Three major lawsuits may determine when and how much money is recovered in the years-long Fair Finance Co. bankruptcy and financial scandal case, Fair’s trustee said.
Bankruptcy Judge Marilyn Shea-Stonum on Tuesday noted that default judgments — undefended claims — total more than a third of a billion dollars. Trustee Brian Bash’s challenge is how to capitalize on that, she said during a regular monthly status update hearing at U.S. Bankruptcy Court in downtown Akron.
Little from the default judgments has actually been collected — as of Sept. 18, a money market fund set up by the Fair Finance trustee held just over $6.5 million, according to the latest court documents.
“How do you plot the trajectory to say, we’ve done what we can do and this is what we can distribute?” Shea-Stonum asked Bash in the half-hour-long hearing. The hearing was conducted via teleconference in open court.
The outcome of upcoming litigation will determine the trajectory, Bash said.
Three ongoing lawsuits likely will define the nature and scope of money recovered in the case, Bash said.
The largest of three major outstanding lawsuits filed by Bash seeks more than $72 million from Fortress Credit Corp. The two parties have agreed to mediation, which will take place Tuesday and Oct. 2, with the legal process continuing into December.
Bash also is seeking $25 million from Dan Laikin, former head of comedy movie maker National Lampoon Inc., who was convicted of manipulating the company’s stock price. Laikin was a one-time Fair Finance board member and a confidante of Fair Finance co-owner, Indianapolis businessman Timothy Durham. Durham ran National Lampoon following Laikin’s removal.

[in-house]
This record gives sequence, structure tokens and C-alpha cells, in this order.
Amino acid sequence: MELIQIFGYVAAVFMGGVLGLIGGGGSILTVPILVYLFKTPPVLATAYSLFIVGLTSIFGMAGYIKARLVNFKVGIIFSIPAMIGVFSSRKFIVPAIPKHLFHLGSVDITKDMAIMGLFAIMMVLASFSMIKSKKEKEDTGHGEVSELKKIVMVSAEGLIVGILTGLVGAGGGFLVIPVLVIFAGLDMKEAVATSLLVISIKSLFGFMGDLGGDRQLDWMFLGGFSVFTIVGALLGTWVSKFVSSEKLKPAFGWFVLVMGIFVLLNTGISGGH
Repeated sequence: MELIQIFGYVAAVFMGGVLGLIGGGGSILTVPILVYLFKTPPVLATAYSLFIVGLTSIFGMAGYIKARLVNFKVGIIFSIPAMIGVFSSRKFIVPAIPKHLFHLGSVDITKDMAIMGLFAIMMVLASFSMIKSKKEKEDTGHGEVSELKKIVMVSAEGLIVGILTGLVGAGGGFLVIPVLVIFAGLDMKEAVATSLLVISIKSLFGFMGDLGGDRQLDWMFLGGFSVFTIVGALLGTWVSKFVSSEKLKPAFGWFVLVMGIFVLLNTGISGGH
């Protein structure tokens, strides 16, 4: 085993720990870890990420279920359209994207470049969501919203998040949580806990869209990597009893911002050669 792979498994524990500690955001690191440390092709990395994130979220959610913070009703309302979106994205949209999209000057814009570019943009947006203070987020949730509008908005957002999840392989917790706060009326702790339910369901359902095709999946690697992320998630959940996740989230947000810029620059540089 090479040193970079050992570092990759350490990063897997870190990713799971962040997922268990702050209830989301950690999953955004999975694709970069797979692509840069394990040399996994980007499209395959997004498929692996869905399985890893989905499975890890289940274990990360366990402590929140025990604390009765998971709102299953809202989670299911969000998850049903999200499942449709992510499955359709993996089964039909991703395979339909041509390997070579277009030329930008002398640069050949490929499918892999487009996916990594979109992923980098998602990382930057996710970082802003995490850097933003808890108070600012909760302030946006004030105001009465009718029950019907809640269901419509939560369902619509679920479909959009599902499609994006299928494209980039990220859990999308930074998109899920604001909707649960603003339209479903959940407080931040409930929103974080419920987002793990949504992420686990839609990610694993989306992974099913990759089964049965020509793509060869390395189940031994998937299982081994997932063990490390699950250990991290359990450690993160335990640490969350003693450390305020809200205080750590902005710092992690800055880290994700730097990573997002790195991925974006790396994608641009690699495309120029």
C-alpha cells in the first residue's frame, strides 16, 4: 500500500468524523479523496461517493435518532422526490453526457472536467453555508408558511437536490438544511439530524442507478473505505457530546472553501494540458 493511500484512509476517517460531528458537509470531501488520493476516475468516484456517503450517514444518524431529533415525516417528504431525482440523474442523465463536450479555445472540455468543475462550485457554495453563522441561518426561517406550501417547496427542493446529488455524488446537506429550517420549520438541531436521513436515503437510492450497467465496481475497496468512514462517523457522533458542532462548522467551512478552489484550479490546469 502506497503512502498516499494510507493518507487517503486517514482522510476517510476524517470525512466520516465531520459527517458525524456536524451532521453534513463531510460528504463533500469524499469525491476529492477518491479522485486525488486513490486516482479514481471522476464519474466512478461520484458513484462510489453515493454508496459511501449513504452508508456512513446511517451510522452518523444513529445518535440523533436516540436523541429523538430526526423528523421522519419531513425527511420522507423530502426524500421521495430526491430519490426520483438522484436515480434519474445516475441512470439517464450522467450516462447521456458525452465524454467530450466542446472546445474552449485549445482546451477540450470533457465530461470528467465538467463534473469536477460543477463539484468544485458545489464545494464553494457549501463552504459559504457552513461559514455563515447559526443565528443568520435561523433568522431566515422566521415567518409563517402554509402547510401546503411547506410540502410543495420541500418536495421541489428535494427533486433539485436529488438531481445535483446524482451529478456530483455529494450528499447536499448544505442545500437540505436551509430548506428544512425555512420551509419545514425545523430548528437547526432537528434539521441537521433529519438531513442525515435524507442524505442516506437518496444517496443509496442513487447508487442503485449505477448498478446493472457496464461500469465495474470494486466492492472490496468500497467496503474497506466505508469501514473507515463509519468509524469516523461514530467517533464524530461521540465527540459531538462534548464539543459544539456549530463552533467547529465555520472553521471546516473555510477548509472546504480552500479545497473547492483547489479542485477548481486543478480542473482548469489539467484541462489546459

Bash also is suing National Lampoon for $9 million, saying money was illegally funneled from Fair Finance to the movie company.
Bash has other active lawsuits, as well.
Bash, in his monthly report, also said he and his legal team are focusing collection efforts on the eight largest outstanding judgments totaling $184.1 million.
The trustee said “certain individuals” have approached him about purchasing assets that belong to either the Fair Finance estate or to former co-owner Durham.
“We may market these to others who are more entrepreneurial and have more of an appetite to pursue them,” Bash said.
The public status report, which is posted online at www.kccllc.net/fairfinance, highlights legal proceedings in the Fair Finance case.
So far, no money has been distributed to more than 5,000 Ohio creditors who lost more than $200 million by buying uninsured investment certificates in what turned out to be a Ponzi scheme by the Indiana-based owners of Fair Finance in Akron.
The end of November will mark four years since FBI raids on Fair Finance’s offices in Akron and other parts of nearby Northeast Ohio permanently shuttered the long-established accounts receivables and consumer credit business. Fair Finance, founded in 1934, was forced into bankruptcy in February 2010.
Fair Finance’s two owners, Durham and James Cochran, and former company executive Rick Snow were convicted last year in Indianapolis on federal charges of defrauding investors. Durham, 51, was sentenced to 50 years in prison; 57-year-old Cochran, 25 years; and 49-year-old Snow, 10 years.
The three men are appealing their convictions.
Jim Mackinnon can be reached at 330-996-3544 or email@example.com